13. joulukuuta 2018

The diet of a pair of Northern Goshawks in the urban center of Berlin

Introduction

Berlin has an urban goshawk population of around 100 pairs (Kenntner, 2018). Such populations exist in several German cities, notably Hamburg and Cologne. Monitoring of the goshawk population in Hamburg suggests that the abundance of urban goshawks can be linked, among other factors, to the high availability of prey, particularly feral pigeons (Rutz, 2008). The observations annotated here confirm this, however, goshawk diet is not constrained to pigeons. Variations in diet include crows, small passerines and other raptors.

Data and Methods

The observations annotated here are the result of monitoring a couple of northern goshawks (Accipiter gentilis) nesting in a Berlin cemetery. The location of the cemetery has been obscured, to protect the birds from poachers. The area was visited 46 times from December 2017 until December 2018. The pair of goshawks occupied the area during all this time. Three chicks were raised, hatching in May and dispersing in August.

The pluckings were photographed in the nesting area. Plucking analysis is a standard method to obtain predation data for raptors, however it should be noted that plucking analysis can be biased by two factors: selective prey transportation by the predator and varying detectability of feathers of the prey species (Rutz, 2003).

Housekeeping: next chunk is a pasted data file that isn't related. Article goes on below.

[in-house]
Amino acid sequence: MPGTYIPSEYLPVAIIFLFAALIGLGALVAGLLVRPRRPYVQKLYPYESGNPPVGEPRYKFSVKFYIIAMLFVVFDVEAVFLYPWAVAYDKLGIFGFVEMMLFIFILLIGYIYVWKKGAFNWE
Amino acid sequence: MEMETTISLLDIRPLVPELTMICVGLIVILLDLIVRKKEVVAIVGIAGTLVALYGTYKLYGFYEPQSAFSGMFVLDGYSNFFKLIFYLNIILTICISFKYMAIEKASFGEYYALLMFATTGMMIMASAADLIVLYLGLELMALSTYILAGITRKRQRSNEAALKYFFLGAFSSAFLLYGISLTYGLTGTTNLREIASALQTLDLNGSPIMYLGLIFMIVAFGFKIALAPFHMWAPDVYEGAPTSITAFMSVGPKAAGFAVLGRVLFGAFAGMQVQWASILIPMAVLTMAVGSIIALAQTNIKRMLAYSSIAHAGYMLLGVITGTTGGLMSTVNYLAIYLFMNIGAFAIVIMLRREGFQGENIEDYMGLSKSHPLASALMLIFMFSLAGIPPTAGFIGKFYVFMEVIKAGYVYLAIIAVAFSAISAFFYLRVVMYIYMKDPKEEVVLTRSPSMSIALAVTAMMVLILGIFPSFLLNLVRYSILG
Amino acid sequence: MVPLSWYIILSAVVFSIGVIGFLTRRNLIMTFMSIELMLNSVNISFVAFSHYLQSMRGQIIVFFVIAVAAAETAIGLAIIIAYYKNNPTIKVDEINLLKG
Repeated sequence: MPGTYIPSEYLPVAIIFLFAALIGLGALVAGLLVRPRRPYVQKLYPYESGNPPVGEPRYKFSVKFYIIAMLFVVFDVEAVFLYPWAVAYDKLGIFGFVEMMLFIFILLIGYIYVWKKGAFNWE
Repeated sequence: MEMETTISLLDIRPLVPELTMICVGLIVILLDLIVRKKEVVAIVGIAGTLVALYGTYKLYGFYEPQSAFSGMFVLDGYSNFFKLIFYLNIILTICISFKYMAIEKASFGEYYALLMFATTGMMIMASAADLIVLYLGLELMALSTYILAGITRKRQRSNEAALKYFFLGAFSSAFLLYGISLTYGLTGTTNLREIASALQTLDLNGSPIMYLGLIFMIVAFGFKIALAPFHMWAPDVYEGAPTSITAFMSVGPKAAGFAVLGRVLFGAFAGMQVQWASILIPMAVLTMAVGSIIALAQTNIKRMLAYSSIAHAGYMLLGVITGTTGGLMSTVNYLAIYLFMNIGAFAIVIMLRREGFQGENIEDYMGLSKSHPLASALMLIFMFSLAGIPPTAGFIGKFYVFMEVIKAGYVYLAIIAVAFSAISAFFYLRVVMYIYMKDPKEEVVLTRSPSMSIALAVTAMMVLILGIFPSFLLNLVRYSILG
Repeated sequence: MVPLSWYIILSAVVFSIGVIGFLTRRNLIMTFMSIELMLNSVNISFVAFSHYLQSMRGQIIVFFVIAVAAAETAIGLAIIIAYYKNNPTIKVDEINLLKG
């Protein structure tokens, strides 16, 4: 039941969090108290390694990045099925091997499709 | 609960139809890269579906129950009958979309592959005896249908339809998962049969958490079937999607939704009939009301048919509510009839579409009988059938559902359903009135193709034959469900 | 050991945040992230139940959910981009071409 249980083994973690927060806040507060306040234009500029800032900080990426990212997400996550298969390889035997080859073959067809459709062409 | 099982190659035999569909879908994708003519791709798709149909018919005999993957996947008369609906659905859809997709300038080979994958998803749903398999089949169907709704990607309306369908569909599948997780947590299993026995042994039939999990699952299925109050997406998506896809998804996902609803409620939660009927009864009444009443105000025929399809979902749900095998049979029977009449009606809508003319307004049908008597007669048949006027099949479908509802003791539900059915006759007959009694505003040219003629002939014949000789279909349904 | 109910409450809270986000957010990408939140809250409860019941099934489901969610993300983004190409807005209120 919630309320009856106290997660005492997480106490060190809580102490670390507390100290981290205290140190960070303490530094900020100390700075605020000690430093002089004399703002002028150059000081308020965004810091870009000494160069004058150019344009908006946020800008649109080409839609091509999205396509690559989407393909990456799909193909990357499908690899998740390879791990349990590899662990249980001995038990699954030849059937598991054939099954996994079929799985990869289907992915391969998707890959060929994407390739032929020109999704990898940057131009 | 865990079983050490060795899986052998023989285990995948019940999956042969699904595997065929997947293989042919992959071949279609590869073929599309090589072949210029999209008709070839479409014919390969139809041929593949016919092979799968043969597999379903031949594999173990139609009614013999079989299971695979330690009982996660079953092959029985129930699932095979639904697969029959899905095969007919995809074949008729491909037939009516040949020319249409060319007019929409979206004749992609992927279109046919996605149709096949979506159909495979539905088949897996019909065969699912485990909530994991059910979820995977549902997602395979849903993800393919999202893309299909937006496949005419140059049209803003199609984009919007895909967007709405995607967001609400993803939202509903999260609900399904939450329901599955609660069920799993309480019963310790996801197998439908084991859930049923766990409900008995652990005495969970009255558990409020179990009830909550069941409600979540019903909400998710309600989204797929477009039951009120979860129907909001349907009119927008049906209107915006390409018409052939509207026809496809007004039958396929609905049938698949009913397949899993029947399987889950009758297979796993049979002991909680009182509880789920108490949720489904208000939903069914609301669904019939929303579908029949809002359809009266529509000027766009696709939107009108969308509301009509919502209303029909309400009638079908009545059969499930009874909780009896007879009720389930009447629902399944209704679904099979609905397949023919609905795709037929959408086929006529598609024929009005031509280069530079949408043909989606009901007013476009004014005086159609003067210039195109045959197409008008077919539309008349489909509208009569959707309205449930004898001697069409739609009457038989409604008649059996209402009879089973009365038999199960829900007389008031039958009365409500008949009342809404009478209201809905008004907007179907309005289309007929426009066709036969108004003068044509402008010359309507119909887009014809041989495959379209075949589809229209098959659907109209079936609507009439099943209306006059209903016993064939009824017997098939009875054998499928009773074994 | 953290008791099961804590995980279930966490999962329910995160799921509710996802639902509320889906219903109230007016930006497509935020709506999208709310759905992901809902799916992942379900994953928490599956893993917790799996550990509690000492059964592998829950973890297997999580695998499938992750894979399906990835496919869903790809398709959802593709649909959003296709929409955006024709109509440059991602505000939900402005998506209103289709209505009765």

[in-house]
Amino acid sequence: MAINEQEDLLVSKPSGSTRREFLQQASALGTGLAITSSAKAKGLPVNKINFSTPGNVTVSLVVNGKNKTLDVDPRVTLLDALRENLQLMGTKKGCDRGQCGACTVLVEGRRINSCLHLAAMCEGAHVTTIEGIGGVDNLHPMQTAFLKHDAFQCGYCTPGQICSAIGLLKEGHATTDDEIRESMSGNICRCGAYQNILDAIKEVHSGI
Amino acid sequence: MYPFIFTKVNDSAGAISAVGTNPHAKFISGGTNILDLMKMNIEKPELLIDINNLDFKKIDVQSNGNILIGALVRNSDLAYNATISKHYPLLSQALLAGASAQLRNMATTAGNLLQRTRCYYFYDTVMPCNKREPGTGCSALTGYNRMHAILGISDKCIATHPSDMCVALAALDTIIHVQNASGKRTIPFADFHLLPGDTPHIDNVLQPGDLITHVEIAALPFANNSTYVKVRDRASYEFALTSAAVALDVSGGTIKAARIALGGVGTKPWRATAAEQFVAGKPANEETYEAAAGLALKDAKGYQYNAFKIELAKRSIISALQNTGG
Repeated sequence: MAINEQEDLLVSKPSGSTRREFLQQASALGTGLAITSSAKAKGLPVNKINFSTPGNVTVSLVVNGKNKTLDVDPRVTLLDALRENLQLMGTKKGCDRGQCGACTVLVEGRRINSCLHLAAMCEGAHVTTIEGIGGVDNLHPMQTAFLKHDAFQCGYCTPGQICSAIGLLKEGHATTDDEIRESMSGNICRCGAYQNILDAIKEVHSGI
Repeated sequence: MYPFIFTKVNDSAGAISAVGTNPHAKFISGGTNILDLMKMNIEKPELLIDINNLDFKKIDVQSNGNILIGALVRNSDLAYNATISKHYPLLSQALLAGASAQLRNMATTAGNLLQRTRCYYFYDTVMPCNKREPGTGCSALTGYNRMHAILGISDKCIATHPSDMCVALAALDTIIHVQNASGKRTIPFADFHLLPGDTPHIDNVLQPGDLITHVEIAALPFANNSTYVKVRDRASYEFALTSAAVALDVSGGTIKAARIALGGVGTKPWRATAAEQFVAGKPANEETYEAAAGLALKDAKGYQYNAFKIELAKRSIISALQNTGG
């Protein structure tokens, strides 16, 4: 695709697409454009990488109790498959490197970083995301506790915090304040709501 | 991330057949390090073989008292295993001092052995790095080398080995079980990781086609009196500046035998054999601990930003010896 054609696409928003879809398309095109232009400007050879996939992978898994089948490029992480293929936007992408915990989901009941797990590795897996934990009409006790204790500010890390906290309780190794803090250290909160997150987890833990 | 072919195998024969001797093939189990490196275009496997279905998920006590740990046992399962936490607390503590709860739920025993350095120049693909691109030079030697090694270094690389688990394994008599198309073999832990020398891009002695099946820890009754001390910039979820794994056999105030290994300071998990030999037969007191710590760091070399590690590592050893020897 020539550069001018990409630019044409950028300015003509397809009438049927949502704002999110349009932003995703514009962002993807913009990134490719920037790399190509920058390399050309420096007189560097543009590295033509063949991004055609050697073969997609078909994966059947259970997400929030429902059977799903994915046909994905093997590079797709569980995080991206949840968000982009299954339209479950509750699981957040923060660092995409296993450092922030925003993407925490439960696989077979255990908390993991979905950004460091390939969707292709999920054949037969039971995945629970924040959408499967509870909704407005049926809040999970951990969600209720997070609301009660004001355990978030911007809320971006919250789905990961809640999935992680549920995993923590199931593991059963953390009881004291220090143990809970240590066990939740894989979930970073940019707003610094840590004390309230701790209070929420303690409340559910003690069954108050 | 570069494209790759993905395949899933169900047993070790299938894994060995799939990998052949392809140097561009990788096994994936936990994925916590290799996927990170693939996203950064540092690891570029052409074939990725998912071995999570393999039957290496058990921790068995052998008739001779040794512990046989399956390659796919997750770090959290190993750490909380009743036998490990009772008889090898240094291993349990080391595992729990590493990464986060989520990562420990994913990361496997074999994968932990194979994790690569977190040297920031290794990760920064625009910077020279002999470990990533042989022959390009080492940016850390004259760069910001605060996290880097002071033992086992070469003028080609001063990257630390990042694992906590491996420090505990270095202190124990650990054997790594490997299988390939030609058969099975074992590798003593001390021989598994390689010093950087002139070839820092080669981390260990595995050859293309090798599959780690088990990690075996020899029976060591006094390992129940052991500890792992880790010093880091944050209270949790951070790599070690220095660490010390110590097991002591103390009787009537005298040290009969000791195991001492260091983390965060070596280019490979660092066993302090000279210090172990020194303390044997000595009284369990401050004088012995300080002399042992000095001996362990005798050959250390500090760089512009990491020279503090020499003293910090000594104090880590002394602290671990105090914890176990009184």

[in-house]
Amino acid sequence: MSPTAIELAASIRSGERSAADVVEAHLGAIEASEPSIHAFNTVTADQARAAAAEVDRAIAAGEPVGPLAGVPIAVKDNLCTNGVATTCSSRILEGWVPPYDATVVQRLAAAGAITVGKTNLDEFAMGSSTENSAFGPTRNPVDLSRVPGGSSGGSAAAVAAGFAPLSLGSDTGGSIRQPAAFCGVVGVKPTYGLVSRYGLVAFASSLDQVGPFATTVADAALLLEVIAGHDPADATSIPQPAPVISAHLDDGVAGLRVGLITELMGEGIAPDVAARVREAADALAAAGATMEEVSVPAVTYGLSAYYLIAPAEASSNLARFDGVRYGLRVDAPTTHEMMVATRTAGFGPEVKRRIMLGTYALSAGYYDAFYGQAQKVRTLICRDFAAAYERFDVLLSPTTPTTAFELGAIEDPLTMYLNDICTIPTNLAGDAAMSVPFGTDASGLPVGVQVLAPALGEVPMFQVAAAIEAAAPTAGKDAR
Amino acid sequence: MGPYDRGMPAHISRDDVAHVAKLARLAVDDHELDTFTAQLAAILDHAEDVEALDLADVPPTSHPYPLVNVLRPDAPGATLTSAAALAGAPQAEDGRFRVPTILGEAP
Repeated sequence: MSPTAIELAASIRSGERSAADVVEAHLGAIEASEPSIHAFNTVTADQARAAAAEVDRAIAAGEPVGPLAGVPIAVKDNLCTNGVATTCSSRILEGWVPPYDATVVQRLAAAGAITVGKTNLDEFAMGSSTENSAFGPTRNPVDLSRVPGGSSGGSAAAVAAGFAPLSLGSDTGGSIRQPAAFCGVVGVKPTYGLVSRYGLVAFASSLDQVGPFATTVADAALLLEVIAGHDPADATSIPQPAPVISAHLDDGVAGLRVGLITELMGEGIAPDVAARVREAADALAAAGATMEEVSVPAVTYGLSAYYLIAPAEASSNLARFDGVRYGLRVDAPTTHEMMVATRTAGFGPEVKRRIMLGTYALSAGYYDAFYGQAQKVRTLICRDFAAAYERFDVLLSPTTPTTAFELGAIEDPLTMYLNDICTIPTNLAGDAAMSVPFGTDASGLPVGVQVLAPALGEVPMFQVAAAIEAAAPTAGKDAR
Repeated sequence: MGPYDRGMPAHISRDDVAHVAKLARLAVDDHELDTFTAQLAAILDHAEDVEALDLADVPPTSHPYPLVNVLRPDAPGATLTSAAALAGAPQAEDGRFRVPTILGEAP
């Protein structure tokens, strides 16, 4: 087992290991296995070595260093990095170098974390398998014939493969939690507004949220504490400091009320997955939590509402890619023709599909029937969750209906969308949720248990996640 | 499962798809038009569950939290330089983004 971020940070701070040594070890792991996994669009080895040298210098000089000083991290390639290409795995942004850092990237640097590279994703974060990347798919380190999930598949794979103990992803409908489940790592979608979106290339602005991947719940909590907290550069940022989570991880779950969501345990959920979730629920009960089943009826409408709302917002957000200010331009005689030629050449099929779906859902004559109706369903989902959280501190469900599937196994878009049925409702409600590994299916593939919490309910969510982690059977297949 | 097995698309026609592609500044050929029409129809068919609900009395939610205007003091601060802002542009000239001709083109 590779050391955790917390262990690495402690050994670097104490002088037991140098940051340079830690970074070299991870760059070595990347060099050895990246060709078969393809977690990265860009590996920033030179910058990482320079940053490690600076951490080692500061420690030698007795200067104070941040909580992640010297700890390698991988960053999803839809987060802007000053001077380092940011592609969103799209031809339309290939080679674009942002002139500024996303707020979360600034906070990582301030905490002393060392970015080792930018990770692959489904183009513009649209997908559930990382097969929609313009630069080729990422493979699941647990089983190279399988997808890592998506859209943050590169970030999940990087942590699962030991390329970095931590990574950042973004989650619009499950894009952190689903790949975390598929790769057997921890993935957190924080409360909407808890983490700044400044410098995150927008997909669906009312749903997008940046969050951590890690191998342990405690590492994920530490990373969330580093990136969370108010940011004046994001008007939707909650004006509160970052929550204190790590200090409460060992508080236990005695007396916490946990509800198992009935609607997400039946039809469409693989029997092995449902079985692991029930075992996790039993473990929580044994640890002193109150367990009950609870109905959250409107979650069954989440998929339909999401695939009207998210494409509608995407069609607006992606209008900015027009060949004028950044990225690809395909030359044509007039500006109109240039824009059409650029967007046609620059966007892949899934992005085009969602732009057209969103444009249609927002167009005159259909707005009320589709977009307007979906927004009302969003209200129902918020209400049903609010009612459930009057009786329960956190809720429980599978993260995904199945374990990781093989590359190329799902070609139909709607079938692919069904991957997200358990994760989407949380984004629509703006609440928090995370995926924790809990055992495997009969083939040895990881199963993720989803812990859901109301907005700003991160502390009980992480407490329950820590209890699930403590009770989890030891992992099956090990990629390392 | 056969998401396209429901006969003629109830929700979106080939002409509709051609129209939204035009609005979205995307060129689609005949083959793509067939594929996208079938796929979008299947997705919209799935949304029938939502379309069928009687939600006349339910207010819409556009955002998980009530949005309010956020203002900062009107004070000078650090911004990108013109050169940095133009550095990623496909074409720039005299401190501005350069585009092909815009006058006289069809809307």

The pictures were uploaded to iNaturalist and added to the "Found Feathers" group. For difficult identifications, the feathers were collected and kept as reference. This resulted in 38 "research grade" observations, i.e. the observation have correct metadata (date and coordinates), and the species id is reviewed by the online community.

Results

Table 1 shows the diet composition, in prey count and relative biomass. Biomass estimation was obtained from Dunning (2007), see additional material for details.

Table 1: Diet of a pair of Northern Goshawks in the urban center of Berlin.

Species N=38 N % Biomass %
Columba livia domestica 16 42.10 42.98
Columba palumbus 9 23.68 33.47
Corvus cornix 3 7.89 12.98
Turdus merula 2 5.26 1.71
Pica pica 2 5.26 3.13
Turdus philomelos 1 2.63 0.52
Fringilla montifringilla 1 2.63 0.18
Garrulus glandarius 1 2.63 1.19
Falco tinnunculus 1 2.63 1.40
Pyrrhula pyrrhula 1 2.63 0.17
Asio otus 1 2.63 2.27

Discussion

A comparison to previous work by Rutz (2003, 2006) in Hamburg found similarities and differences in diet, however feral pigeons clearly dominate the diet of northern goshawks in both urban areas. Columbidae are the most important prey group of goshawks in Berlin and in Hamburg, by number of prey items and by biomass. The second prey group are Corvidae. The diet of urban goshawks is however more diverse, as passerines the size of blackbirds or smaller, as well as diurnal and nocturnal raptors are also preyed upon.

Acknowledgements

The iNaturalist "group" feature, specifically the "found feathers" group, proved particularly helpful for identifying prey items. I wish to thank Amanda Janusz (@featherenthusiast) the founder of the "found feathers" group, as well as all iNaturalist contributors who identified these observations: @alexis_orion, @audun, @bluejay2007, @brennafarrell, @chwillbill68, @crapfou, @dendzo, @jakob, @karoopixie, @ldacosta, @martingrimm, @peterwijnsouw, @richardjaybee, @thekat, @tlaloc27, @solokultas, @stephen54

References